Just before the start of the 147th Belmont Stakes, Ahmed Zayat did the horse racing equivalent of calling his shot.
“I looked at my wife in the post parade,” Zayat said. “I told her to be ready to be the wife of the 12th Triple Crown winner.”
The 52-year-old from Cairo couldn’t have been more right.
Zayat’s horse, American Pharoah, sped away from the field at the Belmont Stakes and into immortality Saturday, winning the third and final leg of the Triple Crown by 5 1/2 lengths.
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In doing so, American Pharoah became just the 12th horse to win the Kentucky Derby, Preakness and Belmont Stakes, and the first since Affirmed in 1978.
He did so with panache.
The 3-year-old thoroughbred led wire-to-wire. He pulled away from the field in the homestretch, with some 90,000 in attendance — including former President Bill Clinton — screaming in support. And he posted the sixth-fast time (2:26.65) in the race’s long and storied history.
American Pharoah was the overwhelming betting favorite; his win returned just $3.50 on a standard $2 bet. Frosted, his top competition Saturday, finished a distant second. Keen Ice was third.
Put simply, they weren’t anywhere near his class.
Horse racing has yearned for an inspirational and dominant champion for years. In the past five weeks, American Pharoah has delivered.
Many questioned whether the grueling mile and a half oval would prove too much. But instead of fading in the deciding moments, he reached another gear and pulled away from the field.
For trainer Bob Baffert, who three times before brought a Kentucky Derby and Preakness champion to Belmont only to fall short, it is the signature moment of a legendary career.
Three years removed from a heart attack, Baffert has tried to stay loose in the three weeks since Preakness, which is held in Baltimore.
The biggest curveball he faced on an otherwise perfect Saturday: the moment of panic when Baffert realized he didn’t take his heart medication in the morning.
“I don’t know if I’ll ever have another horse like that, [and] I’ve had some great horses,” Baffert said. “Down the backside, he was in his groove, and I knew that if he’s a great horse, he’s going to do it. He’s just a great horse.”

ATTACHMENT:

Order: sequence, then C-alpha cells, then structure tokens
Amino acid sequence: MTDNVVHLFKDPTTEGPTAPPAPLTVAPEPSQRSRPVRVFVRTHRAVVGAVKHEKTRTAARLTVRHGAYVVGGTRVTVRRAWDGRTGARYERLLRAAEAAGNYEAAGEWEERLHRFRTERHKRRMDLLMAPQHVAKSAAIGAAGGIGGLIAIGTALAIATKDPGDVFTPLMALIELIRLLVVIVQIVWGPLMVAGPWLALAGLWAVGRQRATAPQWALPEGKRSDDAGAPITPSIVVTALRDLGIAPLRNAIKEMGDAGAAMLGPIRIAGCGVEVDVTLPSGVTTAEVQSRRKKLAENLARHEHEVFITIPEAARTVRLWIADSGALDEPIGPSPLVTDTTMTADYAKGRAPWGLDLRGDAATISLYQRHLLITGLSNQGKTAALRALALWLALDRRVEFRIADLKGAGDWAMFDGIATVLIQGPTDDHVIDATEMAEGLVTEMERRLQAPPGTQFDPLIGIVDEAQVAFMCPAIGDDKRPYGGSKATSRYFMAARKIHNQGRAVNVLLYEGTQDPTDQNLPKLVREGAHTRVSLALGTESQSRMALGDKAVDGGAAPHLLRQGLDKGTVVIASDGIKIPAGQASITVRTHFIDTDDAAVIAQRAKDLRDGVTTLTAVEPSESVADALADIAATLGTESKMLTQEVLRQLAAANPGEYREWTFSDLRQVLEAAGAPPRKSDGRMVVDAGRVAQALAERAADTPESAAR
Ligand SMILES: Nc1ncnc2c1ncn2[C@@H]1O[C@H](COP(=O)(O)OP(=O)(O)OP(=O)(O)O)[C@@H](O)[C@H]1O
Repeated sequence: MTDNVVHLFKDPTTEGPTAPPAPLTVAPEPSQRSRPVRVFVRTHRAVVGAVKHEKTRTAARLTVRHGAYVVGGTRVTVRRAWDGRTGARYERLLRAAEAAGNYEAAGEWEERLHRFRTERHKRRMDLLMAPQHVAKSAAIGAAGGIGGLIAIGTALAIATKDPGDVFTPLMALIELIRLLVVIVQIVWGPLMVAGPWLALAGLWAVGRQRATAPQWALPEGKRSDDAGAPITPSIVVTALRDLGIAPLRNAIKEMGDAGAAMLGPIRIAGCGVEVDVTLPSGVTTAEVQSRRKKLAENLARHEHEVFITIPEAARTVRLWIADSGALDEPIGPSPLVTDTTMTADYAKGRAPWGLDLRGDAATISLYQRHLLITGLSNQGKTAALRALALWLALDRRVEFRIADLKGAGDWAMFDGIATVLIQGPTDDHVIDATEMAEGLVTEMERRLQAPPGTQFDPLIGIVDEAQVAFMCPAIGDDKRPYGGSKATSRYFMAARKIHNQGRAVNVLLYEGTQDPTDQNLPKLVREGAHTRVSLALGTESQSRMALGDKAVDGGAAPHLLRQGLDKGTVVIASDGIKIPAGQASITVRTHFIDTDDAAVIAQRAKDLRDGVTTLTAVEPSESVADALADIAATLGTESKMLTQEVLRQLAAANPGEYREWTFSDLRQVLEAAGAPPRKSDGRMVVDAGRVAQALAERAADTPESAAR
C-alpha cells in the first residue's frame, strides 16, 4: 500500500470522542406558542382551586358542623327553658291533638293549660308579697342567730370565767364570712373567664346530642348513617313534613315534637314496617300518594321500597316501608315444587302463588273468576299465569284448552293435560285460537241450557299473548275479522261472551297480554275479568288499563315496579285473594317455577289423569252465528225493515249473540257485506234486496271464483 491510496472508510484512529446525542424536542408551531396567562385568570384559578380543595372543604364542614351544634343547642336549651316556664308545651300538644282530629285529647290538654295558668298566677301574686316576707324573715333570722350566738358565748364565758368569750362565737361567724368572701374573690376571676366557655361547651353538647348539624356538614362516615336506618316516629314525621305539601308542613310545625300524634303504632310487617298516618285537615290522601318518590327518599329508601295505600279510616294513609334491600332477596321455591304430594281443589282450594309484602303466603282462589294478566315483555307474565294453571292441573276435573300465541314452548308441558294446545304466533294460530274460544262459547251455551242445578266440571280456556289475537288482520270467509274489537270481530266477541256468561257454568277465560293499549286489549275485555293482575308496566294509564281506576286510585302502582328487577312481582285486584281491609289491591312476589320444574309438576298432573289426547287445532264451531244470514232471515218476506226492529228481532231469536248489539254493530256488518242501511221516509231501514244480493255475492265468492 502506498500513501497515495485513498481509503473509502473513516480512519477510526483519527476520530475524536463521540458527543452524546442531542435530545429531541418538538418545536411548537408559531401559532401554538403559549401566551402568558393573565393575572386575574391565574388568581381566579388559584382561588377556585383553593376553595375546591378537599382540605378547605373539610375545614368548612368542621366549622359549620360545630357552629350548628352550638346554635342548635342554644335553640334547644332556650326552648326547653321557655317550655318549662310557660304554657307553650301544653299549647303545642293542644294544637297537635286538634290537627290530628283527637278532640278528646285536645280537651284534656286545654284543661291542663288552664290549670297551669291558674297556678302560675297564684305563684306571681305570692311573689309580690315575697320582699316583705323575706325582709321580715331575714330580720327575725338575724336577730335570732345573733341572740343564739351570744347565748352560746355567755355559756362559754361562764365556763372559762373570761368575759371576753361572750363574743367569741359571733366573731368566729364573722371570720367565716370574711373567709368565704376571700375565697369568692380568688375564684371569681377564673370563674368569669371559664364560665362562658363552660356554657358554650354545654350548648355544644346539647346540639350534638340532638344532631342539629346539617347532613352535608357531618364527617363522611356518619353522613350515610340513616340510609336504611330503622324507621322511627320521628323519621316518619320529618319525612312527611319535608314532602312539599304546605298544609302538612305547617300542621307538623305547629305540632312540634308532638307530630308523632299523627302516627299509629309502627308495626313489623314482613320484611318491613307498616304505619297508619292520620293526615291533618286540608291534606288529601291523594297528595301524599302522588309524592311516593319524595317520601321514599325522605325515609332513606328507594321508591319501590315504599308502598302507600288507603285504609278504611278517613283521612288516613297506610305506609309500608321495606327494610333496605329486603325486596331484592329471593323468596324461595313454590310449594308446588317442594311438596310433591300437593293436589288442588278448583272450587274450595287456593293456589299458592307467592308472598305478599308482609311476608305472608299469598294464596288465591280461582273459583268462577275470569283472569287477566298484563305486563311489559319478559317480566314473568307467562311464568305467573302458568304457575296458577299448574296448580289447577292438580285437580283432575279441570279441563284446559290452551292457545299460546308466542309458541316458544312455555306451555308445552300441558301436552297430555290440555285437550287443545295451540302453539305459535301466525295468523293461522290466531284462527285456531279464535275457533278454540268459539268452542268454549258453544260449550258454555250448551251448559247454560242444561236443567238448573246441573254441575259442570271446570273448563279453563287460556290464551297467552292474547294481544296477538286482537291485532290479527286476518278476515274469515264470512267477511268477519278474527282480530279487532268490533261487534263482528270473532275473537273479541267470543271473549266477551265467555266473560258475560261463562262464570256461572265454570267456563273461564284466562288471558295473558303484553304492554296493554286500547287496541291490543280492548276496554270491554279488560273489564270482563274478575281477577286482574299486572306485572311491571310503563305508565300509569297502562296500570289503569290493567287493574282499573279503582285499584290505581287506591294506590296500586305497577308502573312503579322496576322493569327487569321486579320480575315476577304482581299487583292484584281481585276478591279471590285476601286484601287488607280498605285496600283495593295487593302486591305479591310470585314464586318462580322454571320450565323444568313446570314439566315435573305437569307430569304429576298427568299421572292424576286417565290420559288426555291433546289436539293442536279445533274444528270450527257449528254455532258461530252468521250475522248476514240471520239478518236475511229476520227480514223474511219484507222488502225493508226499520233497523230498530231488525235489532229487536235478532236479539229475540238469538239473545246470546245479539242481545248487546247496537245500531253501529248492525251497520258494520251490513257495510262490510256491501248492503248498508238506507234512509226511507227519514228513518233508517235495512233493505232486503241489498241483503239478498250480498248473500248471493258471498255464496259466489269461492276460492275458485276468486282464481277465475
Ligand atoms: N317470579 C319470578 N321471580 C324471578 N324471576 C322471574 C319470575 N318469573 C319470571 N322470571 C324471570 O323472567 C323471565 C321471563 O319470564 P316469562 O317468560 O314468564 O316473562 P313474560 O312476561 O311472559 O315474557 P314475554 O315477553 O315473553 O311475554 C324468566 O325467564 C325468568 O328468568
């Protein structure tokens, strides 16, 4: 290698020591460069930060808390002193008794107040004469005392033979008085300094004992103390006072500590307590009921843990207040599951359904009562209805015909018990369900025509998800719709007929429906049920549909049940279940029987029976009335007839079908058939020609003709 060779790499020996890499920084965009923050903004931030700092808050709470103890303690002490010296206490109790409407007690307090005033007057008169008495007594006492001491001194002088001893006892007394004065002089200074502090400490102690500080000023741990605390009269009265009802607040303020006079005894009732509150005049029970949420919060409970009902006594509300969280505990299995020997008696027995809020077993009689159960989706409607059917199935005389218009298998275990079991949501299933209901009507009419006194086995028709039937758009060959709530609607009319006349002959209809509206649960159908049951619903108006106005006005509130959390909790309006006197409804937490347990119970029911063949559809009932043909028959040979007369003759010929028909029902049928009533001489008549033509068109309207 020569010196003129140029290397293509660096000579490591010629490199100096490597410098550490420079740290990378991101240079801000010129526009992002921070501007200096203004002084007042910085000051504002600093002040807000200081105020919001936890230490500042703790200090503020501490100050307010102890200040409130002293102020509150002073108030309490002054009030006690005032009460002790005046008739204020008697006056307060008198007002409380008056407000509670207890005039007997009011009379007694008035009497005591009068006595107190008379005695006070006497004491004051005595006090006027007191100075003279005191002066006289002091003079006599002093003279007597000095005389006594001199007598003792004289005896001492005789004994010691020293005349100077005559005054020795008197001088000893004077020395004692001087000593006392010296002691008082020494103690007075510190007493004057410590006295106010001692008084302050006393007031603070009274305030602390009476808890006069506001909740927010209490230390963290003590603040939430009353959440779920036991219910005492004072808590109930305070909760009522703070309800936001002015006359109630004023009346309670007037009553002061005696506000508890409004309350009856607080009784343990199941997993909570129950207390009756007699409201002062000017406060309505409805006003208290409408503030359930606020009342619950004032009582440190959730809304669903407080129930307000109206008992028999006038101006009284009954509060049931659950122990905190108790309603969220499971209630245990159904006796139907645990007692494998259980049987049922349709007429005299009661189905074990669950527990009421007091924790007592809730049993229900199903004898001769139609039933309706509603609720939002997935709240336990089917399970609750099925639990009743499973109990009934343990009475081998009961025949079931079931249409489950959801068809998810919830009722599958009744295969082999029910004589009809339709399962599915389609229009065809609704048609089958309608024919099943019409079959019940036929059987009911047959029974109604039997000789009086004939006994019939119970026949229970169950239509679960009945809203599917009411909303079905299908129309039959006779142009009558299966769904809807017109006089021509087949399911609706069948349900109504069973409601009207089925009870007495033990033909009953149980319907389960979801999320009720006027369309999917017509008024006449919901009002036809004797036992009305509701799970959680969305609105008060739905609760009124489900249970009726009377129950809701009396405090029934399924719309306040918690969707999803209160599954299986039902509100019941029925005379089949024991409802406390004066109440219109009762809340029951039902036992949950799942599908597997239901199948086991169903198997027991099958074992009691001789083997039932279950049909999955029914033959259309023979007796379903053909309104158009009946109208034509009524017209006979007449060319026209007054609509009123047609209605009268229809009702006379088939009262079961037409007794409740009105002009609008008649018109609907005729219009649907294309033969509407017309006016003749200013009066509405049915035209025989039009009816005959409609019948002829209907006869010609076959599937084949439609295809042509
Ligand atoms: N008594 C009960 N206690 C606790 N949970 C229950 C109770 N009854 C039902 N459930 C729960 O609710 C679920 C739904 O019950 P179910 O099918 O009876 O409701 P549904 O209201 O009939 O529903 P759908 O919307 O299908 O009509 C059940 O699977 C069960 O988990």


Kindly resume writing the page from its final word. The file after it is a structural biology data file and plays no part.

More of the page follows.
Baffert, whom rival trainer Dale Romans on Saturday called “the greatest trainer of all time,” had that horse ready.
And jockey Victor Espinoza rode him flawlessly.
Starting in the fifth post position, American Pharoah broke cleanly and charged to the front of the eight-horse field.
He reached the rail before the first turn and sped through the first quarter-mile in 24.06 seconds.
He set the pace and kept it, with Mubtaahij, which finished fourth, pushing him throughout the backstretch.
The track was fast. The weather — 67 degrees and sunny — was ideal.
And so American Pharoah’s brisk pace continued through a mile, which he ran in 1:37.99.
Baffert and Espinoza put him in position, at the final turn, to run into the history books.
Zayat likens his prize possession to a Ferrari. In the final quarter-mile, American Pharoah ran like it, speeding past the finish line as the old racetrack on New York’s Long Island trembled.
“I have been extremely confident all week,” said Zayat, who ran a lucrative beer company in Egypt before turning his attention to horse racing. “I have been through the whole time saying he’s a very good horse, but he could be special in order for you to come and win the Triple Crown, you have to define greatness.”
On a perfect June afternoon in Manhattan’s shadow, American Pharoah did that and more.